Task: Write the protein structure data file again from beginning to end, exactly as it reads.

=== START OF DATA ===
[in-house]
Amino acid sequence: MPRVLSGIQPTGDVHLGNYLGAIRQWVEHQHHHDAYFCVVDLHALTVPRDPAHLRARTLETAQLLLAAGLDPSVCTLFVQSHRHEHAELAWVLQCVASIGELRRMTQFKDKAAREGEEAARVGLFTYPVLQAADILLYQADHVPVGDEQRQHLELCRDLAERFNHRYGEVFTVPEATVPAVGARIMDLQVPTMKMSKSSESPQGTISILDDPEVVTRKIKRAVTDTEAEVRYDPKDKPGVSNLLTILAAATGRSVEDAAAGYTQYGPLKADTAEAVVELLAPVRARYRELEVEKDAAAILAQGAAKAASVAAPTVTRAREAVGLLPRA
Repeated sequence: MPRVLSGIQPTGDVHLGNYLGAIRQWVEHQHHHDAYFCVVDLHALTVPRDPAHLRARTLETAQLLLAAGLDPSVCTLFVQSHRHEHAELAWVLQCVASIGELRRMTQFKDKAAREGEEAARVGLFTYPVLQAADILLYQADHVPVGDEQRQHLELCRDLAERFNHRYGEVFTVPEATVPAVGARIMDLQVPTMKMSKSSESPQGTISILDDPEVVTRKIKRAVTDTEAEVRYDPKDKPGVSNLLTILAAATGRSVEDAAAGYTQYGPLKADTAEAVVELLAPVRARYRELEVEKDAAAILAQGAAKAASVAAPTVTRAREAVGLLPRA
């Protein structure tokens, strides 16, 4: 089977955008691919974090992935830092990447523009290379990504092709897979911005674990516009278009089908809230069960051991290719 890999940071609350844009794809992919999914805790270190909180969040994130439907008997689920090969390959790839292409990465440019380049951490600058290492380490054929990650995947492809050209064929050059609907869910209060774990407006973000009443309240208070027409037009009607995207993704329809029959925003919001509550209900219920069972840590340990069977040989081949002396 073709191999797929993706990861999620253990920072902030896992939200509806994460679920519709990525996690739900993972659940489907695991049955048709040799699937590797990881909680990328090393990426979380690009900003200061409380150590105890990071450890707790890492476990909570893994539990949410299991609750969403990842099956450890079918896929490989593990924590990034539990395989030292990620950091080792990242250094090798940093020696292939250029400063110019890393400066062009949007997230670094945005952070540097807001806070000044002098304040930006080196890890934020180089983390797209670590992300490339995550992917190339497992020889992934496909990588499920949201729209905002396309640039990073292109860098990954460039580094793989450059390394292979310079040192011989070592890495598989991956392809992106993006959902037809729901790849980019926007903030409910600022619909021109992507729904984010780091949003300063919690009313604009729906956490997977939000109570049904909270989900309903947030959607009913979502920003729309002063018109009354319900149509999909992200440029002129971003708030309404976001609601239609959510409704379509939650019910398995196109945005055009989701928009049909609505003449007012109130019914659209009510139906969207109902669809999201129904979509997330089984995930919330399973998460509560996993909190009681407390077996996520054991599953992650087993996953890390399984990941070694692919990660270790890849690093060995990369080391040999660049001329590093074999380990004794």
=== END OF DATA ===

[in-house]
Amino acid sequence: MPRVLSGIQPTGDVHLGNYLGAIRQWVEHQHHHDAYFCVVDLHALTVPRDPAHLRARTLETAQLLLAAGLDPSVCTLFVQSHRHEHAELAWVLQCVASIGELRRMTQFKDKAAREGEEAARVGLFTYPVLQAADILLYQADHVPVGDEQRQHLELCRDLAERFNHRYGEVFTVPEATVPAVGARIMDLQVPTMKMSKSSESPQGTISILDDPEVVTRKIKRAVTDTEAEVRYDPKDKPGVSNLLTILAAATGRSVEDAAAGYTQYGPLKADTAEAVVELLAPVRARYRELEVEKDAAAILAQGAAKAASVAAPTVTRAREAVGLLPRA
Repeated sequence: MPRVLSGIQPTGDVHLGNYLGAIRQWVEHQHHHDAYFCVVDLHALTVPRDPAHLRARTLETAQLLLAAGLDPSVCTLFVQSHRHEHAELAWVLQCVASIGELRRMTQFKDKAAREGEEAARVGLFTYPVLQAADILLYQADHVPVGDEQRQHLELCRDLAERFNHRYGEVFTVPEATVPAVGARIMDLQVPTMKMSKSSESPQGTISILDDPEVVTRKIKRAVTDTEAEVRYDPKDKPGVSNLLTILAAATGRSVEDAAAGYTQYGPLKADTAEAVVELLAPVRARYRELEVEKDAAAILAQGAAKAASVAAPTVTRAREAVGLLPRA
């Protein structure tokens, strides 16, 4: 089977955008691919974090992935830092990447523009290379990504092709897979911005674990516009278009089908809230069960051991290719 890999940071609350844009794809992919999914805790270190909180969040994130439907008997689920090969390959790839292409990465440019380049951490600058290492380490054929990650995947492809050209064929050059609907869910209060774990407006973000009443309240208070027409037009009607995207993704329809029959925003919001509550209900219920069972840590340990069977040989081949002396 073709191999797929993706990861999620253990920072902030896992939200509806994460679920519709990525996690739900993972659940489907695991049955048709040799699937590797990881909680990328090393990426979380690009900003200061409380150590105890990071450890707790890492476990909570893994539990949410299991609750969403990842099956450890079918896929490989593990924590990034539990395989030292990620950091080792990242250094090798940093020696292939250029400063110019890393400066062009949007997230670094945005952070540097807001806070000044002098304040930006080196890890934020180089983390797209670590992300490339995550992917190339497992020889992934496909990588499920949201729209905002396309640039990073292109860098990954460039580094793989450059390394292979310079040192011989070592890495598989991956392809992106993006959902037809729901790849980019926007903030409910600022619909021109992507729904984010780091949003300063919690009313604009729906956490997977939000109570049904909270989900309903947030959607009913979502920003729309002063018109009354319900149509999909992200440029002129971003708030309404976001609601239609959510409704379509939650019910398995196109945005055009989701928009049909609505003449007012109130019914659209009510139906969207109902669809999201129904979509997330089984995930919330399973998460509560996993909190009681407390077996996520054991599953992650087993996953890390399984990941070694692919990660270790890849690093060995990369080391040999660049001329590093074999380990004794």